Seven Blairites have (thankfully) ditched the Labour Party. But it is a political tragedy that the members of their local CLP’s were not able to replace them with socialist fighters before they were able to further sabotage Labour’s future electoral chances.
If mandatory reselection had been reintroduced to the Labour Party’s structures at any point in the past few years, then ordinary socialist members of the party would have been able to select parliamentary representatives who were socialists.
It is worth restating that the seven have only ever been supporters of democracy when it suits their own Blairite self-interest. This is why they vehemently opposed mandatory reselection processes (or even votes of no-confidence for that matter), and this is why they have no intention of allowing by-elections to take place in the wake of their departure from the Labour Party.
Of course, the seven were only supporters of “more democracy” when it came to democratic votes that didn’t go their way. Here I am thinking about the relentless demands of these same Blairites for a so-called People’s Vote.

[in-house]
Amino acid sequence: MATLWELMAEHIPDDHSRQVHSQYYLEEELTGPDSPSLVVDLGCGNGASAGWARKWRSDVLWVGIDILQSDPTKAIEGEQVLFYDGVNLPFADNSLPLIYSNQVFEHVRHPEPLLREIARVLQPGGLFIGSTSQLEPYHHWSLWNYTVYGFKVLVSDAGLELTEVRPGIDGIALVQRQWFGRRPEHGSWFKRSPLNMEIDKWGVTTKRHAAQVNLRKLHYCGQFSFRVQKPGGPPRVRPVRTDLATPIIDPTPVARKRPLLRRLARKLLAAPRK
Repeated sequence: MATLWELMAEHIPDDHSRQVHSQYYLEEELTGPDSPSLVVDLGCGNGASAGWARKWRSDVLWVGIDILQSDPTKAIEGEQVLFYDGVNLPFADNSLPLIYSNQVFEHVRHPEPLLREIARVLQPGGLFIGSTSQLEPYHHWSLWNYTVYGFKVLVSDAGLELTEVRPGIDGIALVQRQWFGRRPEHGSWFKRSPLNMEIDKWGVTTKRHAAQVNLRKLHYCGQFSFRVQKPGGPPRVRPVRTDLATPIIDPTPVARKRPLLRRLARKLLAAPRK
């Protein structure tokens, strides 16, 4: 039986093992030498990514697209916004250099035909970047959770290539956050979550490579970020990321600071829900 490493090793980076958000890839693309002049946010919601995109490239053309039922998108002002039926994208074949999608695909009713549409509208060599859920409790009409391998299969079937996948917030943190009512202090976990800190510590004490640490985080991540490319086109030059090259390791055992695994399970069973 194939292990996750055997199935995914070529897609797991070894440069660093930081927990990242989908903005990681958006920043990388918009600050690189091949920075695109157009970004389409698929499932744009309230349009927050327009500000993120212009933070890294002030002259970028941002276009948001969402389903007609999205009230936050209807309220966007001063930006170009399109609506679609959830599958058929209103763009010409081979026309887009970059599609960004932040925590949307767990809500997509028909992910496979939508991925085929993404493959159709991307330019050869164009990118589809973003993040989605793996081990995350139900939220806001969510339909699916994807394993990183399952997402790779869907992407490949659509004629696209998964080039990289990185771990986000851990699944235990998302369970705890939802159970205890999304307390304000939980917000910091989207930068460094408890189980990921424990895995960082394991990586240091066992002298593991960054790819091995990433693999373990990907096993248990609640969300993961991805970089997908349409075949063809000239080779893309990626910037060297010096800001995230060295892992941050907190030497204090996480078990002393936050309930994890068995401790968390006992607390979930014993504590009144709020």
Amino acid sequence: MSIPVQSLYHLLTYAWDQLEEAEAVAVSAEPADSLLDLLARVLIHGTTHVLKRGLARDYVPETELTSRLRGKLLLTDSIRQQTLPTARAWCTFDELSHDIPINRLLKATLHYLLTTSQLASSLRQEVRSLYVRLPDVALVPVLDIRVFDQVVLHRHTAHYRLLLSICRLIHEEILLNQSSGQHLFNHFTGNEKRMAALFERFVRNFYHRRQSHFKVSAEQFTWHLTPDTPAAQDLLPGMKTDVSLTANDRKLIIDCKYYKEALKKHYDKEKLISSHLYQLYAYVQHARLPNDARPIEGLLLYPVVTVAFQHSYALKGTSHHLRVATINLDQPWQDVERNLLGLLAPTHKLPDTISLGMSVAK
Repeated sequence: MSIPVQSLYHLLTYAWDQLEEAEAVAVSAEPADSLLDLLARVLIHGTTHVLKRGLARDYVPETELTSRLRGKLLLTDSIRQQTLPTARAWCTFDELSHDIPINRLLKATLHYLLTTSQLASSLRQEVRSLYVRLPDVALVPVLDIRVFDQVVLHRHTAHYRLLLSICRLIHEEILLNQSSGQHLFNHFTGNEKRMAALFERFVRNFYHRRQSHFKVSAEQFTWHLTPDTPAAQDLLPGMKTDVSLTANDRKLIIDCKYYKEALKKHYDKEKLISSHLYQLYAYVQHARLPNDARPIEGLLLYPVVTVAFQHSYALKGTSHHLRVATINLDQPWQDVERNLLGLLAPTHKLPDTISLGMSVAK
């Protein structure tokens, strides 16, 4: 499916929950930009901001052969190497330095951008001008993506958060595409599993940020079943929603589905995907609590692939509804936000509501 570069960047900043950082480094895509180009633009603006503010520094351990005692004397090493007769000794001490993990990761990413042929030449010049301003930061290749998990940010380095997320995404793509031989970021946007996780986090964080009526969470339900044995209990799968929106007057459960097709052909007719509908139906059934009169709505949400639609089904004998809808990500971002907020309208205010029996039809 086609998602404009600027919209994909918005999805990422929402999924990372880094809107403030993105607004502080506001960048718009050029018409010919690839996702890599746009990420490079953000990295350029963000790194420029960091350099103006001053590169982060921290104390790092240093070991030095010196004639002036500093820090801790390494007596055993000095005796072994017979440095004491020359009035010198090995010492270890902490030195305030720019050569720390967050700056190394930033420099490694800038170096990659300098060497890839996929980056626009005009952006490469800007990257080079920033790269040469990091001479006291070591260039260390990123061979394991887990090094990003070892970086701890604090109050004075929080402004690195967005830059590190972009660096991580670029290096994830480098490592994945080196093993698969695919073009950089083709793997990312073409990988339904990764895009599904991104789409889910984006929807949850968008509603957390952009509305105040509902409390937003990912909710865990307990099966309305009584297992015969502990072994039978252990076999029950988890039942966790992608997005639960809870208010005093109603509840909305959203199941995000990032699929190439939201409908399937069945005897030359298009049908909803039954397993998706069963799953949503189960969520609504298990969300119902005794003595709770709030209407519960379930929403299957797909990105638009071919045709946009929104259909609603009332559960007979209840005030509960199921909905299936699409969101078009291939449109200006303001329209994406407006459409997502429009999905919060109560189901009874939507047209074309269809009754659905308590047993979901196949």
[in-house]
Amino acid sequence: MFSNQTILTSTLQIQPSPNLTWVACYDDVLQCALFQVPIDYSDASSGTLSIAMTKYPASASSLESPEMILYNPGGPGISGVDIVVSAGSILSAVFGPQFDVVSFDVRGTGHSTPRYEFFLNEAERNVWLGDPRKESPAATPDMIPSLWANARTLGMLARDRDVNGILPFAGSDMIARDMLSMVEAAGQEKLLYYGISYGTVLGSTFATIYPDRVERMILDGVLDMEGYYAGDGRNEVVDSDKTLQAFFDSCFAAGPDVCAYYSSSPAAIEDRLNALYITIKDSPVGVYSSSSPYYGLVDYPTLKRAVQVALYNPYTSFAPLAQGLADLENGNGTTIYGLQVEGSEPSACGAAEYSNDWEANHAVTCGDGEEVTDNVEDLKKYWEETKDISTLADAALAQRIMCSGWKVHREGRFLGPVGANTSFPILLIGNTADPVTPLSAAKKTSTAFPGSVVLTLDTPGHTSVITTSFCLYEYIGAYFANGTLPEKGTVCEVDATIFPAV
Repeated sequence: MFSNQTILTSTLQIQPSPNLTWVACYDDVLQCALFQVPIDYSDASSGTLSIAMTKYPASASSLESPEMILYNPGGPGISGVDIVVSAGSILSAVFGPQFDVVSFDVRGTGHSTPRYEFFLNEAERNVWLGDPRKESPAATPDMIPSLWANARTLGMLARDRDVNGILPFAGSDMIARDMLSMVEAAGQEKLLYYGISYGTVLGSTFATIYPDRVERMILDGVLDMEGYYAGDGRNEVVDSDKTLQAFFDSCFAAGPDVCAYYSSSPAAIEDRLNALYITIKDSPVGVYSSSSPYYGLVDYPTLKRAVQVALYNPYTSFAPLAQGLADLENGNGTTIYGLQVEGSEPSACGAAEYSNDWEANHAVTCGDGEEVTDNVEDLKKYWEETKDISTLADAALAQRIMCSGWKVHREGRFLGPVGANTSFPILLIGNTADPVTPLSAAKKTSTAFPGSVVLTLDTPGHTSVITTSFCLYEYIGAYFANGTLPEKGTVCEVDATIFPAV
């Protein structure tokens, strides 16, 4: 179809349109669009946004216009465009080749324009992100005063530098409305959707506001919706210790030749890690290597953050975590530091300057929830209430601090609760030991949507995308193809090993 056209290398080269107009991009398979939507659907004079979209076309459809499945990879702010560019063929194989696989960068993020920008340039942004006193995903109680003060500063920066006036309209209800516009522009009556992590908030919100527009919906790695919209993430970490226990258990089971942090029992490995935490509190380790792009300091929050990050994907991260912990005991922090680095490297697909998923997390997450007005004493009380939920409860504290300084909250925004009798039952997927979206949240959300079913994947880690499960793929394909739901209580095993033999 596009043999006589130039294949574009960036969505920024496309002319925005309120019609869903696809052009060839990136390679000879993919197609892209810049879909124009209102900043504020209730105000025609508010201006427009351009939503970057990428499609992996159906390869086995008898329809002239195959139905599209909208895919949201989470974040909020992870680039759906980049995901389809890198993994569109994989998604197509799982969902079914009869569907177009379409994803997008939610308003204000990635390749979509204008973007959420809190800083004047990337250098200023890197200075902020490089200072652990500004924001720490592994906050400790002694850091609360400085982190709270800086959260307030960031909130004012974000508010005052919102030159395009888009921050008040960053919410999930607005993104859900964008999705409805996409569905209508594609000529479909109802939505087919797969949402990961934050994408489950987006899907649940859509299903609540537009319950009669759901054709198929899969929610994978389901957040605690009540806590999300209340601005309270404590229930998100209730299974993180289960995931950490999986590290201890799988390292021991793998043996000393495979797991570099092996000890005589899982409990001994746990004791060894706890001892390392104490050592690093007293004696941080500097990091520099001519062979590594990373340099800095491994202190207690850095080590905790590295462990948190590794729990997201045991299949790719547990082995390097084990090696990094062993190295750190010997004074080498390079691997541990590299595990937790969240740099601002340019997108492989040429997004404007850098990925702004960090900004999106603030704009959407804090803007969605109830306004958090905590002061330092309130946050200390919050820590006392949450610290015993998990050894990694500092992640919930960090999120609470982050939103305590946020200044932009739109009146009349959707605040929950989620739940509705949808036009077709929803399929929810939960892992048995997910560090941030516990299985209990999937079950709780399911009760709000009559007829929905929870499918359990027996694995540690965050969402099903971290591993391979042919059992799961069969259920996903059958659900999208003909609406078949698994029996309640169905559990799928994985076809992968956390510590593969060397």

Len McCluskey, the general secretary of Unite, was quick to (correctly) point out “that the real aim of the new ‘independent group’ of MPs” is really “about stopping Labour winning the next election, as Chris Leslie more or less admitted.”
Dave Prentis, the general secretary of Britain’s other largest union, UNISON, however, was quick to side with the seven MPs. He did this by pointing the finger, not at the pro-austerity politics of the seven, but at the socialist leadership of the Labour Party. Prentis said that now: “Labour’s overriding concern must be to look long and hard at the reasons why the MPs feel they are no longer able to stay in the party.”
But surely the answer to this question is obvious: the seven (and there are many more beside them) never believed in the socialist and democratic values that are a mainstay of the labour movement.